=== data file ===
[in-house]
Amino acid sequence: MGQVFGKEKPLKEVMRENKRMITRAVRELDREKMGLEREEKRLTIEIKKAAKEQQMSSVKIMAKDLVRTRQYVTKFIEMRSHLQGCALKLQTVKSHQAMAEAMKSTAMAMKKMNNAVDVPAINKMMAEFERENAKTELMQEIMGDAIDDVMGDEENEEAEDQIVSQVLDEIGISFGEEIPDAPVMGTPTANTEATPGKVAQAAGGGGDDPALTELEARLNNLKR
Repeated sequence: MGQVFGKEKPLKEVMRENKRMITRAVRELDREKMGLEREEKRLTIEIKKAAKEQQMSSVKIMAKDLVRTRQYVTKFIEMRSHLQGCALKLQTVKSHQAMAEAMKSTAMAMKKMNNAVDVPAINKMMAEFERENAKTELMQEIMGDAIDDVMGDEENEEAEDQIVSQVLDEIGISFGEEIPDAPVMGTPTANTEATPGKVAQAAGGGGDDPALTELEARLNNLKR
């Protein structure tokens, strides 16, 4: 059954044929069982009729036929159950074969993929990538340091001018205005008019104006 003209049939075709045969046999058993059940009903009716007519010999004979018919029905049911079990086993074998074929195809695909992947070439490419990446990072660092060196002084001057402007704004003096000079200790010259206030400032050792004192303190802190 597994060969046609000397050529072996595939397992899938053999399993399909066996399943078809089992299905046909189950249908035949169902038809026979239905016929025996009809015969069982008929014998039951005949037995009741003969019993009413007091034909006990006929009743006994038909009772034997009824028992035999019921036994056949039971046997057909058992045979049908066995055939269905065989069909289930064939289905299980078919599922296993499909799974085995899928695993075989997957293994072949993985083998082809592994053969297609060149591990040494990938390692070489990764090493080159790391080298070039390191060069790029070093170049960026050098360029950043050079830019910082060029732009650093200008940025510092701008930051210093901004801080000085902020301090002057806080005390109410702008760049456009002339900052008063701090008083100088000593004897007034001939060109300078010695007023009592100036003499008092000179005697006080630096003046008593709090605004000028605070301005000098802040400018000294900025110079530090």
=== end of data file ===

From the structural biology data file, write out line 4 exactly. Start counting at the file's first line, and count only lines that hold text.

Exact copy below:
């Protein structure tokens, strides 16, 4: 059954044929069982009729036929159950074969993929990538340091001018205005008019104006 003209049939075709045969046999058993059940009903009716007519010999004979018919029905049911079990086993074998074929195809695909992947070439490419990446990072660092060196002084001057402007704004003096000079200790010259206030400032050792004192303190802190 597994060969046609000397050529072996595939397992899938053999399993399909066996399943078809089992299905046909189950249908035949169902038809026979239905016929025996009809015969069982008929014998039951005949037995009741003969019993009413007091034909006990006929009743006994038909009772034997009824028992035999019921036994056949039971046997057909058992045979049908066995055939269905065989069909289930064939289905299980078919599922296993499909799974085995899928695993075989997957293994072949993985083998082809592994053969297609060149591990040494990938390692070489990764090493080159790391080298070039390191060069790029070093170049960026050098360029950043050079830019910082060029732009650093200008940025510092701008930051210093901004801080000085902020301090002057806080005390109410702008760049456009002339900052008063701090008083100088000593004897007034001939060109300078010695007023009592100036003499008092000179005697006080630096003046008593709090605004000028605070301005000098802040400018000294900025110079530090």